Roy Hodgson has rejected claims he was subject to a player revolt during England's disastrous European Championship campaign which ended with an abject defeat to Iceland in Paris. Hodgson resigned within an hour of the Three Lions crashing out of Euro 2016, with chief executive Martin Glenn now charged with finding a successor.

Hodgson read out a statement following the 2-1 loss to minnows Iceland, and was not initially scheduled to appear at a press conference following the game. However, the former Fulham and Liverpool boss changed his mind following accusations he was intentionally swerving a media inquest.

The 68-year-old began by claiming: "I don't really know what I'm doing here," before unleashing an angry repost to continued questions over the reasons for his failure to bring success during his four-year tenure. Sky Sports reported in the wake of the exit that the squad turned on Hodgson prior to the second round loss, but the former coach has quashed such suggestions.

"If it was true they disguise it very well from myself and the coaching staff," a press conference streamed live via England's Facebook page heard from Hodgson, who was understood to caused consternation over tactics and varying selection of Liverpool pair Raheem Sterling and Adam Lallana. "We had no indication from the players that we were anything other than behind what we were doing.

"They were behind the game plans that we had and trying to execute them. In the game against Slovakia we dominated from the start to finish and all we can be accused of from the critical point of view is not taking our chances."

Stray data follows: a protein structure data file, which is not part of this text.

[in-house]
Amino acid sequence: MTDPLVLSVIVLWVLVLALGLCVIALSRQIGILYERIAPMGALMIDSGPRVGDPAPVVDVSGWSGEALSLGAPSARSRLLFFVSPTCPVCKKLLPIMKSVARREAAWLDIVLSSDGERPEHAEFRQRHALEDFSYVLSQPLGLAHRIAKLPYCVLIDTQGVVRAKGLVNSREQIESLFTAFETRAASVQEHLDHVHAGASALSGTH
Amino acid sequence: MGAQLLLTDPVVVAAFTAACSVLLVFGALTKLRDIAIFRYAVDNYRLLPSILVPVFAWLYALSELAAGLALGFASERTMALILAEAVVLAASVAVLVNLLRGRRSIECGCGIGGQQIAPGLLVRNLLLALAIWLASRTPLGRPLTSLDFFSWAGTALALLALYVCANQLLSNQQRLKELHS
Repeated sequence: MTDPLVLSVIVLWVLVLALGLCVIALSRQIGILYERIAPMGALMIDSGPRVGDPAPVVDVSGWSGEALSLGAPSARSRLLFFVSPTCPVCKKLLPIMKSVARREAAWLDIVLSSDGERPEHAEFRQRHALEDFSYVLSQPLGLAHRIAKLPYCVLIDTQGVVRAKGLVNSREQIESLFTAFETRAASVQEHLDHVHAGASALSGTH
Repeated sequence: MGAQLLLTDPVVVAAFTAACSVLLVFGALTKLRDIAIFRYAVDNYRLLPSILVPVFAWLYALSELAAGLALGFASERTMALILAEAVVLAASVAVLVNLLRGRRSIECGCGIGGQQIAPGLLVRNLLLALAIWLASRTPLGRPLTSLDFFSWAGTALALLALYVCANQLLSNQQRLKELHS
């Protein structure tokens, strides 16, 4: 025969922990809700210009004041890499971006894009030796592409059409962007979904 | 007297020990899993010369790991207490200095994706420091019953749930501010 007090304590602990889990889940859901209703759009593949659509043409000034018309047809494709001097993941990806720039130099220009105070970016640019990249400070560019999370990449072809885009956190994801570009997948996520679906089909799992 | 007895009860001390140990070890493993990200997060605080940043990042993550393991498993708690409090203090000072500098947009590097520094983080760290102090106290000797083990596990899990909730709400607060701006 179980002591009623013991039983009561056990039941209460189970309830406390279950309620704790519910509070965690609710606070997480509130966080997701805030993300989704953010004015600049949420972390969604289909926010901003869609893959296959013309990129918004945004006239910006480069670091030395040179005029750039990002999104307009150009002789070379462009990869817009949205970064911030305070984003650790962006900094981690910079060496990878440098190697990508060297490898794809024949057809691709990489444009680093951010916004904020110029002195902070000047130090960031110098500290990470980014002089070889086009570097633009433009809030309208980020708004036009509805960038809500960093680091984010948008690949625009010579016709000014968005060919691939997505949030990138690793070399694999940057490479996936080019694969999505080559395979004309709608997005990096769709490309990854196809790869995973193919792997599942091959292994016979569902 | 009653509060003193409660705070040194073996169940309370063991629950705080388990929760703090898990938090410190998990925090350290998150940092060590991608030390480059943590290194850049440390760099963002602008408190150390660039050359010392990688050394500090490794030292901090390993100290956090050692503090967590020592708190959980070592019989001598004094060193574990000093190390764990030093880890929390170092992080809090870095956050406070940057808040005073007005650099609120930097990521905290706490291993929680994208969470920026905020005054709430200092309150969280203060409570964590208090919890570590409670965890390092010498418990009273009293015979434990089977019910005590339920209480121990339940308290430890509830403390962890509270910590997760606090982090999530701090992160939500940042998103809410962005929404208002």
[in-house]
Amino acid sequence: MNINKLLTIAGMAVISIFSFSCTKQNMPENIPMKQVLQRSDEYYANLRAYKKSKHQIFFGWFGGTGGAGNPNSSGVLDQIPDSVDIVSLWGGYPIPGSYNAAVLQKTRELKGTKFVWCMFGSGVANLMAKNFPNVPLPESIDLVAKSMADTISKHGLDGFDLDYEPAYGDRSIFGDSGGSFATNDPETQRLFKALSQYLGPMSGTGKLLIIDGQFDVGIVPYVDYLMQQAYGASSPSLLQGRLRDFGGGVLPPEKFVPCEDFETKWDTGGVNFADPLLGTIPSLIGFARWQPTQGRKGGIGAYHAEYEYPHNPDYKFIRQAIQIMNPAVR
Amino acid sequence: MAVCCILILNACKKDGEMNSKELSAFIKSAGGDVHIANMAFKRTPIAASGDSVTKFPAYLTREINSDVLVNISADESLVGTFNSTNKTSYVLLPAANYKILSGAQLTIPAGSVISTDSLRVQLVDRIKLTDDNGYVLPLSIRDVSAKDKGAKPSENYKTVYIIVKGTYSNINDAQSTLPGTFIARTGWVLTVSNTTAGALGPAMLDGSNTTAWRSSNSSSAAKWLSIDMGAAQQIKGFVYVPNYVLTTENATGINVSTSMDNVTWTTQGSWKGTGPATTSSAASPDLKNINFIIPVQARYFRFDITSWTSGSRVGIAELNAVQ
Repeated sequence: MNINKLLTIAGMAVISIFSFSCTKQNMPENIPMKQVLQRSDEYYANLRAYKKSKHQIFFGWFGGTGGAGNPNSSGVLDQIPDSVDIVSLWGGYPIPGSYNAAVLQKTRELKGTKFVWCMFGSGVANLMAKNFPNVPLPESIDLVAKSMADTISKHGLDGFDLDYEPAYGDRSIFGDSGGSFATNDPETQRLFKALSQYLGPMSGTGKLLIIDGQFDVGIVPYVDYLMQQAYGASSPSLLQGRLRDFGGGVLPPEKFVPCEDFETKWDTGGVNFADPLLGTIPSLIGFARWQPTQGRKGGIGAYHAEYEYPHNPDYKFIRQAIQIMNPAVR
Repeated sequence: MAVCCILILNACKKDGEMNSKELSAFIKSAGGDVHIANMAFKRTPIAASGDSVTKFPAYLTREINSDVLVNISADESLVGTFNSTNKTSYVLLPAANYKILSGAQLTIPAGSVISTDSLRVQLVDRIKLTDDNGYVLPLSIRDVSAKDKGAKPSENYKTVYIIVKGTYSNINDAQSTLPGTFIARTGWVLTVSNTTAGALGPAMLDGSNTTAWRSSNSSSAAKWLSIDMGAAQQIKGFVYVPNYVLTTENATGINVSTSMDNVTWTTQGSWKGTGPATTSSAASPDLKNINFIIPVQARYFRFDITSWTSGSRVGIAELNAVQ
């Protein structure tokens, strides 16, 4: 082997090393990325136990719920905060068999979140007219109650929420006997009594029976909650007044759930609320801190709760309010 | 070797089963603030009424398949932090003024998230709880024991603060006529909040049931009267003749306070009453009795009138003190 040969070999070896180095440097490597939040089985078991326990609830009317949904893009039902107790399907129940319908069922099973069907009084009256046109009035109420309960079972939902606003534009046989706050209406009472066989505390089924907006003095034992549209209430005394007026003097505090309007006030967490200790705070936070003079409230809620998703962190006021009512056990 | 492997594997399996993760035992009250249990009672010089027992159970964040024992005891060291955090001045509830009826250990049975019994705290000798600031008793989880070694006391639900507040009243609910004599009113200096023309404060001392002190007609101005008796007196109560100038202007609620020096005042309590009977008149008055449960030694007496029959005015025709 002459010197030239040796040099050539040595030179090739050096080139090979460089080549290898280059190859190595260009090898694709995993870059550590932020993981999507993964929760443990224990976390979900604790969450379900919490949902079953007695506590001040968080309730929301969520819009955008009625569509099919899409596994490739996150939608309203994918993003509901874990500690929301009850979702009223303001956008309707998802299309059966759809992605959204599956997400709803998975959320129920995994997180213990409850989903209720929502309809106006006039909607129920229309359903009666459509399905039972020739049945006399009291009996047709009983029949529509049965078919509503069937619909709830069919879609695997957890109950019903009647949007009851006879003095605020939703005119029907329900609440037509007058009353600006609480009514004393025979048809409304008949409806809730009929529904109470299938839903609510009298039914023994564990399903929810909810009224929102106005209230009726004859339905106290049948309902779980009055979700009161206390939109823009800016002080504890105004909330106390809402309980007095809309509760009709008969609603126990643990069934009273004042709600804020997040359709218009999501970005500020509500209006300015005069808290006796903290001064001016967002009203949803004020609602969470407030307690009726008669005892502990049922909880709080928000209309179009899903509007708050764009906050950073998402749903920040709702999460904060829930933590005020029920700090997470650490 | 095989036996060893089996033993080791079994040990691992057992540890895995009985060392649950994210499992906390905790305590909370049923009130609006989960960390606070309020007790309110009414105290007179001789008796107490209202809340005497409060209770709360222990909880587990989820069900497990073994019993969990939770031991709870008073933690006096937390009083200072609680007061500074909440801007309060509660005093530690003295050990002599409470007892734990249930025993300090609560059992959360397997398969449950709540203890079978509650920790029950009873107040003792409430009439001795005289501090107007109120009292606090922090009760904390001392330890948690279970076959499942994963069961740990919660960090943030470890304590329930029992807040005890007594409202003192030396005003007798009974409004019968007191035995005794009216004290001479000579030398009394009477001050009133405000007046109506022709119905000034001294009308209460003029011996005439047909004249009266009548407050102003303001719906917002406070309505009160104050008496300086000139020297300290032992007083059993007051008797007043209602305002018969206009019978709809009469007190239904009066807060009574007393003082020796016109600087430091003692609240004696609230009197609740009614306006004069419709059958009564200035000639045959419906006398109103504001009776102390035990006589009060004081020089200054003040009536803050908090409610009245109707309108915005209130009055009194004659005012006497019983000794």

CEO Glenn, who accompanied Hodgson at the press conference at England's Chantilly media base, will lead a three-man team including technical director Dan Ashworth and vice-chairman David Gill to appoint a replacement for Hodgson before the team's opening World Cup qualifier on 4 September.

Martin Glenn
Glenn, formerly of a confectionery manufacturer, will lead the search for Hodgson's successor. Getty Images

Glenn, formerly of snack foot manufacturer United Biscuits, described himself as "not a football expert" but says England's brittle record at major tournaments can be cured. He also refused to rule out appointing the third foreign manager in England's history, following Sven Goran Eriksson and Fabio Capello's spells in charge.

"The process to find a new manager is underway," explained Glenn, who refused to comment specifically on Gareth Southgate and Glenn Hoddle being linked with the job. "We're going to harness opinion from the wide part of the game. It is really important that we get this right. It is really important that we get England into a situation where we can build on the strength that we have got. There is a lot of strength in this squad.

"We are going to be canvassing opinion from current managers, former managers, clubs and players to make sure we get a lot of wisdom onto this area. We need a new manager; we don't need to throw the baby out with the bath water.

"There are lot of good things to build on. We're in a tournament business and we are brittle and we need to understand why that is. In future tournaments in every game, every half we will punch our weight and go into tournaments as contenders."